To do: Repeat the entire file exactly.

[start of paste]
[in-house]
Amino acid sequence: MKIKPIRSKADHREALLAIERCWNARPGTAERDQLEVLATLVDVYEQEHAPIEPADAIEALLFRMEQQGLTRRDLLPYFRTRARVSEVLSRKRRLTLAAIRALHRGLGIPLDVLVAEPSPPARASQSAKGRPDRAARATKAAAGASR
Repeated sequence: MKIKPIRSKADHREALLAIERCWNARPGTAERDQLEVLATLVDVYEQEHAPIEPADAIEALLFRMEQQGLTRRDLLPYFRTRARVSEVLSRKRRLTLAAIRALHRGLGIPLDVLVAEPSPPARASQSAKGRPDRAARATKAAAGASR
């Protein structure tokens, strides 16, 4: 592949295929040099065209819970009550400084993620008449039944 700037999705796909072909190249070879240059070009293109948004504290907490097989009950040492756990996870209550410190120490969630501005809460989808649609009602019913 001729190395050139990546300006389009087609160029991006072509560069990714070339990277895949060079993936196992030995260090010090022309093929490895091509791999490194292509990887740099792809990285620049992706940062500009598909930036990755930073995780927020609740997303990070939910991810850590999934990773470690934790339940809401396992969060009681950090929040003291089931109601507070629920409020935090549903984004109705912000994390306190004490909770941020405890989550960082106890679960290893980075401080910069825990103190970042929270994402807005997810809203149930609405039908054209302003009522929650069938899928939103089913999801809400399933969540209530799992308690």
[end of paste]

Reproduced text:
[in-house]
Amino acid sequence: MKIKPIRSKADHREALLAIERCWNARPGTAERDQLEVLATLVDVYEQEHAPIEPADAIEALLFRMEQQGLTRRDLLPYFRTRARVSEVLSRKRRLTLAAIRALHRGLGIPLDVLVAEPSPPARASQSAKGRPDRAARATKAAAGASR
Repeated sequence: MKIKPIRSKADHREALLAIERCWNARPGTAERDQLEVLATLVDVYEQEHAPIEPADAIEALLFRMEQQGLTRRDLLPYFRTRARVSEVLSRKRRLTLAAIRALHRGLGIPLDVLVAEPSPPARASQSAKGRPDRAARATKAAAGASR
């Protein structure tokens, strides 16, 4: 592949295929040099065209819970009550400084993620008449039944 700037999705796909072909190249070879240059070009293109948004504290907490097989009950040492756990996870209550410190120490969630501005809460989808649609009602019913 001729190395050139990546300006389009087609160029991006072509560069990714070339990277895949060079993936196992030995260090010090022309093929490895091509791999490194292509990887740099792809990285620049992706940062500009598909930036990755930073995780927020609740997303990070939910991810850590999934990773470690934790339940809401396992969060009681950090929040003291089931109601507070629920409020935090549903984004109705912000994390306190004490909770941020405890989550960082106890679960290893980075401080910069825990103190970042929270994402807005997810809203149930609405039908054209302003009522929650069938899928939103089913999801809400399933969540209530799992308690």